DUBAI // Where you live can affect your health, but without an address system doctors cannot make these connections. Now, with homes in Abu Dhabi to be given addresses in the next 30 months and a new push for the same in Dubai, the medical community may be able to begin geomedical studies.
Information on factors such as local heart-attack rates or the proximity of a toxic rubbish dump or motorway should always be included in medical notes, said Bill Davenhall, a leading authority in geomedicine, the study of climatic and environmental effects on health.
Conditions that are common in the region and may be influenced by environmental factors include diabetes, obesity and child asthma.
"In the US we've found if you build housing within 300ft of a large expressway you're going to have a lot of paediatric asthma problems," he said. "More data will now be available in the UAE that is geographically relevant."
Mr Davenhall said: "They've started programmes to give everybody better addresses, and this has to do with fire prevention and policing, but it's also going to impact public health.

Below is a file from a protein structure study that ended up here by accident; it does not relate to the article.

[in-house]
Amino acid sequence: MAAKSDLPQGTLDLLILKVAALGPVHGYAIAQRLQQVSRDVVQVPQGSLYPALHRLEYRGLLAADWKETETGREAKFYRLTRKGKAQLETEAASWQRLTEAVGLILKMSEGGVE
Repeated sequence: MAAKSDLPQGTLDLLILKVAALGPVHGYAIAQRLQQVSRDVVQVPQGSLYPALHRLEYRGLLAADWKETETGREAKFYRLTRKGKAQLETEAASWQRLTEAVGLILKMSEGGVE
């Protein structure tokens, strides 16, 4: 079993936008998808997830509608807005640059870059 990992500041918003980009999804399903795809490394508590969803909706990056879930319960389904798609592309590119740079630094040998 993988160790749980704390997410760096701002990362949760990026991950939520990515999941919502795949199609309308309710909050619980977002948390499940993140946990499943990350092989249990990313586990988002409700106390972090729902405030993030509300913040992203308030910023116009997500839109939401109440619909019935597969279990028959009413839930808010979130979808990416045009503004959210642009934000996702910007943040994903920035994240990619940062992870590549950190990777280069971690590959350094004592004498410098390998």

"All the doctors who see patients will obtain a residential address for each of them, so they'll know where the patients live.
"They'll start to analyse those records and say, 'Look at all the paediatric asthma admissions to our hospitals over the last year from people within this corridor alongside this busy highway'. Then they'll have data they can work with."
The region's first geomedicine project is being developed by Dubai's health-technology company MedicaIQ.
"We're in the process of developing a project here about and around geomedicine, and proposing that project to the Ministry of Health," said Kenneth Seymens, a partner in MedicaIQ.
"Your health is as much a function of the environment that you happen to be in as it is of the quality of the provider who is supplying healthcare services.
"If there is a cancer cluster that hasn't been identified because there is no geographical correlation being made to the cancer, then the ability of physicians treating patients who have presented with this cancer is marginalised and reduced.
"If there is a geo-relevant component in electronic medical records, for example, the co-ordinates for where you live, the ability of physicians to detect patterns and trends about a particular disease state is enhanced."
Mr Davenhall, who works for the geographic information company Esri in the United States, said geomedicine findings had urban planning and cost implications.
"In California, they decided to have a rule where you can't build a school closer than 300 yards to an expressway," he said.
"Those kinds of rules will flow out across the world as the research community collects and analyses more data."